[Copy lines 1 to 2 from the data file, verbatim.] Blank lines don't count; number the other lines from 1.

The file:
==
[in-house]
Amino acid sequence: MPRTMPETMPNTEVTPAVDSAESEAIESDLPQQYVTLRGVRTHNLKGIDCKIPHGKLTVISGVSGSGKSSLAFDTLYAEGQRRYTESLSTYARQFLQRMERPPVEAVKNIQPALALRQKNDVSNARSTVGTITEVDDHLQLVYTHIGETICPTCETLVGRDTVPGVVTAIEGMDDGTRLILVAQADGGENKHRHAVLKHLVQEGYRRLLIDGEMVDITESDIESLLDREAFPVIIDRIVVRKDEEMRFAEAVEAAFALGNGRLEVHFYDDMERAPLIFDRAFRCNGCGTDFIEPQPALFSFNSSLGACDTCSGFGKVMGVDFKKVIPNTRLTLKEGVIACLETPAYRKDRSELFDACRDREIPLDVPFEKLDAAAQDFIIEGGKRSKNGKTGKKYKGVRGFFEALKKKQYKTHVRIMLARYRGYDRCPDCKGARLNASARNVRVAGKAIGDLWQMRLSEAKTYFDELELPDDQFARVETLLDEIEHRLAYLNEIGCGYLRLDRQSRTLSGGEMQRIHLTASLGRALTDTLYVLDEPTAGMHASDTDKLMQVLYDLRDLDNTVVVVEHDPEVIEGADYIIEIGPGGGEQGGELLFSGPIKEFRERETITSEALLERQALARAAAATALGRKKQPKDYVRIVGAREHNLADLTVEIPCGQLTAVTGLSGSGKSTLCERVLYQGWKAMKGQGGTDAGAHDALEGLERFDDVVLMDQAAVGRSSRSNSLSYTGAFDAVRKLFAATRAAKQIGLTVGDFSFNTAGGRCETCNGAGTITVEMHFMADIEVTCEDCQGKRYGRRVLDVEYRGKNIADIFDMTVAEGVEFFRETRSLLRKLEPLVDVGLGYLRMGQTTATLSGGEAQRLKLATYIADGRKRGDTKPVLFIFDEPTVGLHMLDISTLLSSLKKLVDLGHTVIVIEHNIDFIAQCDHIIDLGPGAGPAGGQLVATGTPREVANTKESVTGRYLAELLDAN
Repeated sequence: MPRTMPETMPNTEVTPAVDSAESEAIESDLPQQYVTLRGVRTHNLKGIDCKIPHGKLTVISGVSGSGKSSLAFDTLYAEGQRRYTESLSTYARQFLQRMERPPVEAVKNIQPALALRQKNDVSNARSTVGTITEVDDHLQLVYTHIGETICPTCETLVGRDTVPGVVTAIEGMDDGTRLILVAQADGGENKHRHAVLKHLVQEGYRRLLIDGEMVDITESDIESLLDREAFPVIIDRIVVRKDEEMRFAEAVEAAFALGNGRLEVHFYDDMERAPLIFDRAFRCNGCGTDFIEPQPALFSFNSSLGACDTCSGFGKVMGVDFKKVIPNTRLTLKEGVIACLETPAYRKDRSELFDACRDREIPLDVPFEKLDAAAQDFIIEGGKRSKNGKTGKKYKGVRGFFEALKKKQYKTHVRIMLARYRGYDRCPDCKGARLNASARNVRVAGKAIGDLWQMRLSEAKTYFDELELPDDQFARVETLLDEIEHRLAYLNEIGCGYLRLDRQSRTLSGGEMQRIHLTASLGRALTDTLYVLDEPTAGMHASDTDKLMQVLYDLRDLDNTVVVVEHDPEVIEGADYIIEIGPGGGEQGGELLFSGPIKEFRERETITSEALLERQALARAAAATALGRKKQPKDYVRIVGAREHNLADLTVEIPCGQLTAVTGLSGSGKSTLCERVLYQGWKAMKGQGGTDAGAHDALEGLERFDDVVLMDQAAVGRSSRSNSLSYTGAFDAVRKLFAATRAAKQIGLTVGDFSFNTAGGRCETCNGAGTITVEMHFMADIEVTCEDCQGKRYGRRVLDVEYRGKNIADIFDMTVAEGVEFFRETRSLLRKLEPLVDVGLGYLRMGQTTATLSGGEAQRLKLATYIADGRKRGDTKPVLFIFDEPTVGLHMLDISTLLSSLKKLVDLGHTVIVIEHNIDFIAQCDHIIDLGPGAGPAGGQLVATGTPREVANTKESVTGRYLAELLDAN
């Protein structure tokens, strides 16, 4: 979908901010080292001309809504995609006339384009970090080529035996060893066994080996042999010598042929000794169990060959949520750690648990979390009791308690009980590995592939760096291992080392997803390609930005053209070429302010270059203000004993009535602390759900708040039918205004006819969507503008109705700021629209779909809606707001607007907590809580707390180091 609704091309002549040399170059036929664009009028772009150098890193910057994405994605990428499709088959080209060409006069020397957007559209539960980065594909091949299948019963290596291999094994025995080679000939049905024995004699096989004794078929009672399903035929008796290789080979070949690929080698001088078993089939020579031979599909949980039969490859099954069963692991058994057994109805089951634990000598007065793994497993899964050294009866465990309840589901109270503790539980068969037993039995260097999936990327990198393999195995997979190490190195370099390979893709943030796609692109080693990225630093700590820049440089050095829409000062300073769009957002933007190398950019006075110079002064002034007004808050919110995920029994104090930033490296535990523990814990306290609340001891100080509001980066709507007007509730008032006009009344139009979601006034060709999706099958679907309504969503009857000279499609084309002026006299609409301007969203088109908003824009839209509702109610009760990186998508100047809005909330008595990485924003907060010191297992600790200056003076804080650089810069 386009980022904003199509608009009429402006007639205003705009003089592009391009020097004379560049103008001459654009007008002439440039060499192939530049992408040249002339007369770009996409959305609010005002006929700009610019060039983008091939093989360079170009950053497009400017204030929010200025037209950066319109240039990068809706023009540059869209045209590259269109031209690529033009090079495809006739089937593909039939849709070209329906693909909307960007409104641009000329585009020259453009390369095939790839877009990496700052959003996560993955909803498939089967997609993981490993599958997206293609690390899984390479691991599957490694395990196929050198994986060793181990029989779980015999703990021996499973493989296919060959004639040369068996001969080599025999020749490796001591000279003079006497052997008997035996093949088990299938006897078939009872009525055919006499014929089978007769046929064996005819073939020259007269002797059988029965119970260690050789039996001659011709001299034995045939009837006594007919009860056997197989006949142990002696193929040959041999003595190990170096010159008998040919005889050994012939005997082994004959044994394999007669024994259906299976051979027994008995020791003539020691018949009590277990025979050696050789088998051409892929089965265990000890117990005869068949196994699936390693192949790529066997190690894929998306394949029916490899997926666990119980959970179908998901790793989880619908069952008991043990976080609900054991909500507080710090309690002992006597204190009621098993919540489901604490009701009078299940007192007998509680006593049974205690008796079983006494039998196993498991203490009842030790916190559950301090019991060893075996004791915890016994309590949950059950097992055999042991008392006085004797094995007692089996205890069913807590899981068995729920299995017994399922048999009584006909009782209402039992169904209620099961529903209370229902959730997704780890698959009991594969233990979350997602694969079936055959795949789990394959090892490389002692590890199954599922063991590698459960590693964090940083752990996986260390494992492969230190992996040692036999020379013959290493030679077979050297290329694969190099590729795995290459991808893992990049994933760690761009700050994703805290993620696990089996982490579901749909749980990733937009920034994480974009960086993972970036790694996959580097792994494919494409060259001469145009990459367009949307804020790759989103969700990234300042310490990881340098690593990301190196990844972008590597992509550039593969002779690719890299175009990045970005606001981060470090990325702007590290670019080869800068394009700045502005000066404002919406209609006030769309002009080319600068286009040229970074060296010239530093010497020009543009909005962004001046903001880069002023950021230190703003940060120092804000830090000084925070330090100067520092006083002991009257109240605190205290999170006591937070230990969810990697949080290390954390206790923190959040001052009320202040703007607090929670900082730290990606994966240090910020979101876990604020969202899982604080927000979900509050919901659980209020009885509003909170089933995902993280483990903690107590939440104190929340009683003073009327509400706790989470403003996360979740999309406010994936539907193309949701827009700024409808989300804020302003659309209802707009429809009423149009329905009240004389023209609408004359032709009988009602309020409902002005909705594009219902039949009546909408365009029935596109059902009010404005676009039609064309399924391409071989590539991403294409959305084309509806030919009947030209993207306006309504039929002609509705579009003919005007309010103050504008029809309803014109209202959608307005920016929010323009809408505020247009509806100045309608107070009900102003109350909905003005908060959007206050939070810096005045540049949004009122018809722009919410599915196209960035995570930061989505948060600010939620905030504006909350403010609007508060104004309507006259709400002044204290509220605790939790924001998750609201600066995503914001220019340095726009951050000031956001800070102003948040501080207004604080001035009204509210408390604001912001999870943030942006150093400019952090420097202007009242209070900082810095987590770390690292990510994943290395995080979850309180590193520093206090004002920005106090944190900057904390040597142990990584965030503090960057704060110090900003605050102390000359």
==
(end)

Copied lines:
[in-house]
Amino acid sequence: MPRTMPETMPNTEVTPAVDSAESEAIESDLPQQYVTLRGVRTHNLKGIDCKIPHGKLTVISGVSGSGKSSLAFDTLYAEGQRRYTESLSTYARQFLQRMERPPVEAVKNIQPALALRQKNDVSNARSTVGTITEVDDHLQLVYTHIGETICPTCETLVGRDTVPGVVTAIEGMDDGTRLILVAQADGGENKHRHAVLKHLVQEGYRRLLIDGEMVDITESDIESLLDREAFPVIIDRIVVRKDEEMRFAEAVEAAFALGNGRLEVHFYDDMERAPLIFDRAFRCNGCGTDFIEPQPALFSFNSSLGACDTCSGFGKVMGVDFKKVIPNTRLTLKEGVIACLETPAYRKDRSELFDACRDREIPLDVPFEKLDAAAQDFIIEGGKRSKNGKTGKKYKGVRGFFEALKKKQYKTHVRIMLARYRGYDRCPDCKGARLNASARNVRVAGKAIGDLWQMRLSEAKTYFDELELPDDQFARVETLLDEIEHRLAYLNEIGCGYLRLDRQSRTLSGGEMQRIHLTASLGRALTDTLYVLDEPTAGMHASDTDKLMQVLYDLRDLDNTVVVVEHDPEVIEGADYIIEIGPGGGEQGGELLFSGPIKEFRERETITSEALLERQALARAAAATALGRKKQPKDYVRIVGAREHNLADLTVEIPCGQLTAVTGLSGSGKSTLCERVLYQGWKAMKGQGGTDAGAHDALEGLERFDDVVLMDQAAVGRSSRSNSLSYTGAFDAVRKLFAATRAAKQIGLTVGDFSFNTAGGRCETCNGAGTITVEMHFMADIEVTCEDCQGKRYGRRVLDVEYRGKNIADIFDMTVAEGVEFFRETRSLLRKLEPLVDVGLGYLRMGQTTATLSGGEAQRLKLATYIADGRKRGDTKPVLFIFDEPTVGLHMLDISTLLSSLKKLVDLGHTVIVIEHNIDFIAQCDHIIDLGPGAGPAGGQLVATGTPREVANTKESVTGRYLAELLDAN